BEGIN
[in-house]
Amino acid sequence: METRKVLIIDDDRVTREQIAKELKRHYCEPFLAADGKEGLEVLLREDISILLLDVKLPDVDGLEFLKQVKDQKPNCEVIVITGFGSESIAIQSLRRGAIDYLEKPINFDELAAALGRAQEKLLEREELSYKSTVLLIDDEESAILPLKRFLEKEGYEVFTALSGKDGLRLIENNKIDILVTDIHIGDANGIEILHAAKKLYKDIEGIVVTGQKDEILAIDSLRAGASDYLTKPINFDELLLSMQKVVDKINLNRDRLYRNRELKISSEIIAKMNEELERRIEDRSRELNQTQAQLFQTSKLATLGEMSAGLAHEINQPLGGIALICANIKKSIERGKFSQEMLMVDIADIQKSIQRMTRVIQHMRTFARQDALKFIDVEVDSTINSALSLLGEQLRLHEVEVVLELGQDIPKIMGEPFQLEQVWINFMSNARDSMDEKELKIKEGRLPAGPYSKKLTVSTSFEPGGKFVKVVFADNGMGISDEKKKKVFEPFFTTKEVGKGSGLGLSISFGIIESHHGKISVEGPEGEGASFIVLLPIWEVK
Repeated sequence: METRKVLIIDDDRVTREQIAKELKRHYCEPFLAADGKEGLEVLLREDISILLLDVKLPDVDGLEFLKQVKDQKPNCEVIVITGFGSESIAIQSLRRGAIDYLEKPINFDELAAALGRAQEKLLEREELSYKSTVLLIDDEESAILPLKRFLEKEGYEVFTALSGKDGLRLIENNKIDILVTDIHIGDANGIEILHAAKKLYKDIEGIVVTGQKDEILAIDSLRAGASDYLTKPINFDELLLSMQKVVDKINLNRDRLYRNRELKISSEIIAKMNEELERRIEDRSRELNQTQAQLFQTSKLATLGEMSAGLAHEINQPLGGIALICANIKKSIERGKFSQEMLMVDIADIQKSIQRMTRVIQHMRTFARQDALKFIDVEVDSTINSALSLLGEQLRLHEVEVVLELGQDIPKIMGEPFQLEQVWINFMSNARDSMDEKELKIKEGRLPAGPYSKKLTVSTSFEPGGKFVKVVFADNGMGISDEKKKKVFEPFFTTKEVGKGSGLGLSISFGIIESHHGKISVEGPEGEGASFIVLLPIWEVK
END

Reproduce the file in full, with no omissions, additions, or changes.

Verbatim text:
[in-house]
Amino acid sequence: METRKVLIIDDDRVTREQIAKELKRHYCEPFLAADGKEGLEVLLREDISILLLDVKLPDVDGLEFLKQVKDQKPNCEVIVITGFGSESIAIQSLRRGAIDYLEKPINFDELAAALGRAQEKLLEREELSYKSTVLLIDDEESAILPLKRFLEKEGYEVFTALSGKDGLRLIENNKIDILVTDIHIGDANGIEILHAAKKLYKDIEGIVVTGQKDEILAIDSLRAGASDYLTKPINFDELLLSMQKVVDKINLNRDRLYRNRELKISSEIIAKMNEELERRIEDRSRELNQTQAQLFQTSKLATLGEMSAGLAHEINQPLGGIALICANIKKSIERGKFSQEMLMVDIADIQKSIQRMTRVIQHMRTFARQDALKFIDVEVDSTINSALSLLGEQLRLHEVEVVLELGQDIPKIMGEPFQLEQVWINFMSNARDSMDEKELKIKEGRLPAGPYSKKLTVSTSFEPGGKFVKVVFADNGMGISDEKKKKVFEPFFTTKEVGKGSGLGLSISFGIIESHHGKISVEGPEGEGASFIVLLPIWEVK
Repeated sequence: METRKVLIIDDDRVTREQIAKELKRHYCEPFLAADGKEGLEVLLREDISILLLDVKLPDVDGLEFLKQVKDQKPNCEVIVITGFGSESIAIQSLRRGAIDYLEKPINFDELAAALGRAQEKLLEREELSYKSTVLLIDDEESAILPLKRFLEKEGYEVFTALSGKDGLRLIENNKIDILVTDIHIGDANGIEILHAAKKLYKDIEGIVVTGQKDEILAIDSLRAGASDYLTKPINFDELLLSMQKVVDKINLNRDRLYRNRELKISSEIIAKMNEELERRIEDRSRELNQTQAQLFQTSKLATLGEMSAGLAHEINQPLGGIALICANIKKSIERGKFSQEMLMVDIADIQKSIQRMTRVIQHMRTFARQDALKFIDVEVDSTINSALSLLGEQLRLHEVEVVLELGQDIPKIMGEPFQLEQVWINFMSNARDSMDEKELKIKEGRLPAGPYSKKLTVSTSFEPGGKFVKVVFADNGMGISDEKKKKVFEPFFTTKEVGKGSGLGLSISFGIIESHHGKISVEGPEGEGASFIVLLPIWEVK